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After 30 years, just found out, I had in a bedroom, two hot different 14 gauge circuit wires connected together in a 3 wire hot nut connection. I have a double gang box- one for the fan and the other light switch to control a receptacle. Originally each bedroom had a light switch only. Until I had an electrician out in fans into each of the three bedrooms a few years back. Yet I had to shut off five or more breakers in my bedroom (to ensure all electricity was off to the room) to hopefully replace with new new tamper resistant receptacles.

What is the best way to trace each of these different hot to the panel (should I use a breaker finder with alligator ears or multimeter) and once I determine that, what is the best way to rewire my bedroom without disrupting the whole house without calling an electrician in.

I used a sperry votage tester--are they reliable and could it gave me a false reading with why I'm shutting off more than four circuit breakers. Or should I check it by just shutting off each circuit breakers.

Just to let you know I have traced most of all of my house wires (diagrams) back to the panel. Your advise would be appreciated? Hate to call in an electrician since I have a feeling he did this. Thank u Larry

  • Can you provide a photograph of the box with the wires and the switches they're connected to? – Craig Jan 30 '17 at 3:37
  • I am not sure about your terminology but this sounds like a multiwire branch circuit. 2 hot wires (one on L1 & L2) that share a neutral. By today's code these should be on adjacent breakers with handle ties or on a double pole breaker so both circuits are turned off when working on 1 in the same box. If both hots are on the same leg but diferent breakers the neutral would be undersized and that is a problem. – Ed Beal Jan 30 '17 at 14:12
  • I really doubt that you "had to shut off four or five breakers". You maybe tried that many due to poor labeling, but I'd bet that two is all it took. Knowing this for sure is part of the information you need to provide in your question. – isherwood Mar 5 '17 at 12:37
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Hmm. If you have two hots connected and they are connected to the same buss bar in the service panel, then the result will be... 120V. You could end up with more amperage on the neutral or neutrals than the circuit breakers are rated for, though. A picture might really help, here. If the hot wires come from different buss bars, you'll have 240V on the wire because that's the total potential from one pole to the other on the transformer outside your place. The voltage won't hurt the wire, but it could cook connected equipment. Plus, you'll also have a direct short resulting in lots of amperage, so it should trip the breakers and nothing would work at all.

It sounds like if indeed you have hot wires from two different branch circuits connected together, they are on the same leg (same buss bar). The easiest way to see which one goes to which breaker is probably to undo the wire nut, flip breakers off and use an electrical tester to see which breaker cuts the power in which wire. If they're disconnected from one another, each wire should be energized at 120V.

While it is conceivable that an electrician made a mistake, I wouldn't hesitate to call in an electrician on that basis. Licensed electricians are professionals, by and large in both name and practice, who have had enough training and hands-on experience working as a journeyman for a licensed electrician to qualify for their professional license, plus the subsequent experience and continuing electrical education as a licensed professional. If you're worried about one particular electrician, call a different one.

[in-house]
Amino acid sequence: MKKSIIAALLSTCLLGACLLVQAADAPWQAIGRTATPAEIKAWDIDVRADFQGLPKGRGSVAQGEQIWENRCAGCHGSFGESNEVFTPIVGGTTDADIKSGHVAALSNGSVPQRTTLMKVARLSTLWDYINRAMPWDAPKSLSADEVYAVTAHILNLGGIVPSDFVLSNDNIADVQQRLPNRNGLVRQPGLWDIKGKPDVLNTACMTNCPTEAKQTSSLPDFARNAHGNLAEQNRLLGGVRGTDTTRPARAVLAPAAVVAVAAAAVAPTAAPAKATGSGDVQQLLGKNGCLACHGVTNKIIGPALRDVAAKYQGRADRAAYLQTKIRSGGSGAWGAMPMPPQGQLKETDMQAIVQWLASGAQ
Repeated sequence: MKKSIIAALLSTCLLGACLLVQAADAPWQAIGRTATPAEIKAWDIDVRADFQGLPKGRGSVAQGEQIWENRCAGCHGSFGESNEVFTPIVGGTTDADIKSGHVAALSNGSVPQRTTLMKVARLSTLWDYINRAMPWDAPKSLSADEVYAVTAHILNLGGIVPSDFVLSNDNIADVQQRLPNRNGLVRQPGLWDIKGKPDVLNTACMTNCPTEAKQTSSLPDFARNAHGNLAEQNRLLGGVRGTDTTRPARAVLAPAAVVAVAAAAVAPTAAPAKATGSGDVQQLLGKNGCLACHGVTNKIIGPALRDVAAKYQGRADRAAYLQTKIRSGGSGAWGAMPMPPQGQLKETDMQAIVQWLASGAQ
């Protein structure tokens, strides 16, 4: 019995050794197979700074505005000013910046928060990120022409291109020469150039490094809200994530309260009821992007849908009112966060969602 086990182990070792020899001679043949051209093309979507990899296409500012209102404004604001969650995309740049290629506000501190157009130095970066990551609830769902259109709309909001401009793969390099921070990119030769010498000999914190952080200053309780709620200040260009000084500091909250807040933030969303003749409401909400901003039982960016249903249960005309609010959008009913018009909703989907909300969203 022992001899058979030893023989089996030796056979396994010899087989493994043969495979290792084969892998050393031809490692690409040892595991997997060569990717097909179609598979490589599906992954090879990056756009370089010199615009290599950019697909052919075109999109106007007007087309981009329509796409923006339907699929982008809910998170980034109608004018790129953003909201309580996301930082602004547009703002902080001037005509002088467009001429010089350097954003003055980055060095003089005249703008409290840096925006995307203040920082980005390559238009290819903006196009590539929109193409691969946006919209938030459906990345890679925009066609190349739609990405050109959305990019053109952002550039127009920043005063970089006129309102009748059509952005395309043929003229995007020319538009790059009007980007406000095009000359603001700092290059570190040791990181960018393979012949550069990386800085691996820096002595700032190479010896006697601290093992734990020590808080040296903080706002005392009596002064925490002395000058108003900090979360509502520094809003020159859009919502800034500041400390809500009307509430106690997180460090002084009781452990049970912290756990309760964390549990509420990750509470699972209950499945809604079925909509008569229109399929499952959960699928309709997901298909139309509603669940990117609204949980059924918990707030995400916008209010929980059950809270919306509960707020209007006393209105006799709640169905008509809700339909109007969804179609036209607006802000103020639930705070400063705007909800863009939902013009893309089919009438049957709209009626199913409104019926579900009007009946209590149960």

If the one you think screwed up is a personal friend and you're worried about hurting their feelings or not getting invited to the next wedding, then call in the "replacement" when the original guy is really unlikely to just stop by, like during the middle of the day when both electricians are likely to be busy with business. :-)

  • No offense, I just don't trust electricians after observing what I seen in my house. Haven't talked about other issues yet, but I will do what you suggested first and get back. Thank u. – larry pinsky Jan 30 '17 at 19:18
  • Hi Larry, isn't that a little bit like saying that because you had a bad experience with one specific doctor, you'll never go consult with another one? An electrician is the go-to professional for this stuff. You wouldn't go to your car mechanic for kidney surgery, even if you don't trust all kidney surgeons (and I wouldn't be surprised if there are some marginal ones out there, or at least some that are marginal when they're drunk or high, etc.). – Craig Jan 30 '17 at 19:23
  • 42 receptacles on one circuit does sound excessive. Plus the other stuff. You're sure that was done by an actual electrician and not just by someone's cousin's boyfriend? – Craig Feb 1 '17 at 20:51
  • It's possible all of that was done without pulling any permits or having any inspections done. If you pull in a real professional, they'll identify problems and tell you what's dangerous (or not) and what it will take to fix. – Craig Feb 1 '17 at 21:13
  • I have found so many issues since buying my home 30 yrs ago. Not sure how the village would allow to have 22?duplex receptacles and switches and fixtures on one 15 amp circuit breakers. Or how I have tandem wiring in one of my bedrooms where four of the receptacles in the room has two different circuit breakers for the four receptacle controlled by a switched? Or how a 3 switch gang box has one switch going to a receptacle with a tab not removed on the receptacle acts as a split?.Not trying to knock electricians--it is difficult for me to trust them.thank u for your continue help – larry pinsky Feb 1 '17 at 21:20

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